This political evolution, while representative of majority Palestinian sentiment and welcome to most Arab states and much of the international community, met with the resistance of an important minority among Palestinians. Initially, the main advocates of this resistance were the so-called rejectionist groups of the PLO, backed by Arab regimes that claimed to be opposed to a negotiated settlement of the Arab-Israeli conflict or to the recognition of Israel. As these states waned in their opposition or their importance, and as the rejectionist trend within the PLO weakened, Islamic radical groups increasingly came to lead the Palestinian opposition to the PLO’s policy of a negotiated, compromise settlement that would result in a West Bank/Gaza Strip state alongside Israel.
The most important of these Islamic groups, Hamas, founded in 1988 in the Gaza Strip, was an outgrowth of the Egypt-based Muslim Brotherhood, which had long been a political force among Palestinians. Ham-as soon spread to the West Bank and other areas inhabited by Palestinians. Hamas was established in a response to several factors, including the outbreak of the Palestinian uprising in the Occupied Territories in December 1987, the growth of militant, independent Islamic formations such as Islamic Jihad, which strongly criticized the moderate line of the Muslim Brotherhood vis-a-vis the Israeli occupation, and the PLO’s political shift toward a compromise solution with Israel. The PLO in turn responded to the formidable challenge posed by Hamas by on occasion attempting to cooperate with it, while at the same time pushing ahead with its own program, a strategy resulting in Palestinian acceptance of the U.S.sponsored peace negotiations with Israel, begun in 1991.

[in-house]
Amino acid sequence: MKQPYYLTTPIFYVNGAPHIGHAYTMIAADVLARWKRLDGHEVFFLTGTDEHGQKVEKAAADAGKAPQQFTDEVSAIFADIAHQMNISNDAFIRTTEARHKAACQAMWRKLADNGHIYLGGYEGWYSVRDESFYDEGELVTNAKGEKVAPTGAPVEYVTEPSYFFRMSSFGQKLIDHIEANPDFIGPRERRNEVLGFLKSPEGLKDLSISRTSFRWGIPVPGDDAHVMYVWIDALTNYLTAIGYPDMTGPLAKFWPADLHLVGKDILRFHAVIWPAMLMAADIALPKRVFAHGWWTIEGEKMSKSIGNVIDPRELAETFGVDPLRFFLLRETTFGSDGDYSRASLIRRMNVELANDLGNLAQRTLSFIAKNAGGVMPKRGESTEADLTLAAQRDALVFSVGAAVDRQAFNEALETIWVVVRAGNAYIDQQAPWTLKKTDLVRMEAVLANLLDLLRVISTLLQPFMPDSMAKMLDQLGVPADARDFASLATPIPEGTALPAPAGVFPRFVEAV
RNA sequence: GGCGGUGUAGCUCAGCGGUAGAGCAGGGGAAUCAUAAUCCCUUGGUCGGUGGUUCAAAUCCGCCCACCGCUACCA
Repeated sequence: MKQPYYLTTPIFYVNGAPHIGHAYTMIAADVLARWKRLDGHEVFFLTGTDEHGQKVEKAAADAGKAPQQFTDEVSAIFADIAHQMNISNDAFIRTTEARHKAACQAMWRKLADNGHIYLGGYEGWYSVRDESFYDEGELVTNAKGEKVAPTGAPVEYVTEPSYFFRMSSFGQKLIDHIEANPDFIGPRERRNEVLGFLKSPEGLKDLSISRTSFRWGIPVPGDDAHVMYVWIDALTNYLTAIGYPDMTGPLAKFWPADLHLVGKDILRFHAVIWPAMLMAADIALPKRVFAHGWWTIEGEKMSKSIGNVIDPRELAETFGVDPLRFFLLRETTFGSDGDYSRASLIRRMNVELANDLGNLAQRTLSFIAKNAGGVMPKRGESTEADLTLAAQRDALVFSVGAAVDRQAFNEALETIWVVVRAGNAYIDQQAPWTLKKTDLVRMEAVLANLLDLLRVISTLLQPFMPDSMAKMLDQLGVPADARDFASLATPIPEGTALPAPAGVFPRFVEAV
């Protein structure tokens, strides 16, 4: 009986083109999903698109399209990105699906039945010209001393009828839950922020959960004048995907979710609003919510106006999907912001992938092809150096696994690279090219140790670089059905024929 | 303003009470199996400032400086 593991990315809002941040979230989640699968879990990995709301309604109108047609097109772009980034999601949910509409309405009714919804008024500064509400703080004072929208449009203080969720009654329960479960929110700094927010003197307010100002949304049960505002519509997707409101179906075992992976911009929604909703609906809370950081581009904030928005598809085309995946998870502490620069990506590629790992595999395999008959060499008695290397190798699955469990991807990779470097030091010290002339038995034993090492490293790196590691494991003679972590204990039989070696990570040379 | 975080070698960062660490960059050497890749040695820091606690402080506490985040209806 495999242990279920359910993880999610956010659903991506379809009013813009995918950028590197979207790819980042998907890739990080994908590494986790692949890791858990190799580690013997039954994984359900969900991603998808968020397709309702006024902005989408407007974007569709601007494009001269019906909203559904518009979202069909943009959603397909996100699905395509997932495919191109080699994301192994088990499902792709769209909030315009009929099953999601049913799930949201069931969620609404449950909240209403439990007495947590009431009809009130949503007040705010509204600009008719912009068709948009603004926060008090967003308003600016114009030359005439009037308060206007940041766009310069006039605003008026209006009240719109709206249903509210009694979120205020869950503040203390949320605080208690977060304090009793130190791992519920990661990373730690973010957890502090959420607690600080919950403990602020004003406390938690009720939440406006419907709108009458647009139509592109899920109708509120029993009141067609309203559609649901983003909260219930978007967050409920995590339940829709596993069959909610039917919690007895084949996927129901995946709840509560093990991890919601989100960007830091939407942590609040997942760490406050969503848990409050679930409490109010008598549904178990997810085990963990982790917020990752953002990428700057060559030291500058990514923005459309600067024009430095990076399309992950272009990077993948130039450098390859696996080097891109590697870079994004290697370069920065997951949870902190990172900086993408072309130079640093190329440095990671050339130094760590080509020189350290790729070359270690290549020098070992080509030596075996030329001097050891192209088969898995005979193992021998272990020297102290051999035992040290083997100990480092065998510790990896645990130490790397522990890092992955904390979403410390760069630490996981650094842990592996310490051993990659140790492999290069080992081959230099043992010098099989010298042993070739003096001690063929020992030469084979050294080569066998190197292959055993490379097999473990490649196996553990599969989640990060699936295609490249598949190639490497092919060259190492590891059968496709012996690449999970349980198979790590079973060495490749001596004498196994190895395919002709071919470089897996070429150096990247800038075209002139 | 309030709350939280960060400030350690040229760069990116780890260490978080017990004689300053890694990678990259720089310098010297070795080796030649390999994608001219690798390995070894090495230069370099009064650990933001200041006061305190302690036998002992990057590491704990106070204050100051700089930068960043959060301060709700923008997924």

Hamas rapidly became the main focus of the internal opposition to the participation in these negotiations by a Palestinian delegation operating under the leadership of the PLO, and the main challenger to the PLO for leadership of the Palestinian people. Beset by financial problems, many of them rooted in a withdrawal of funds by the Arab Gulf states (who resented the PLO’s failure to support them during the Gulf War of 19901991), in September 1993 the PLO signed a Declaration of Principles with Israel in a ceremony in Washington, D.C. This surprise development appeared to rescue the PLO from a critical situation, while at the same time opening up prospects of a change in the status quo in the Occupied Territories and sparking new Palestinian opposition.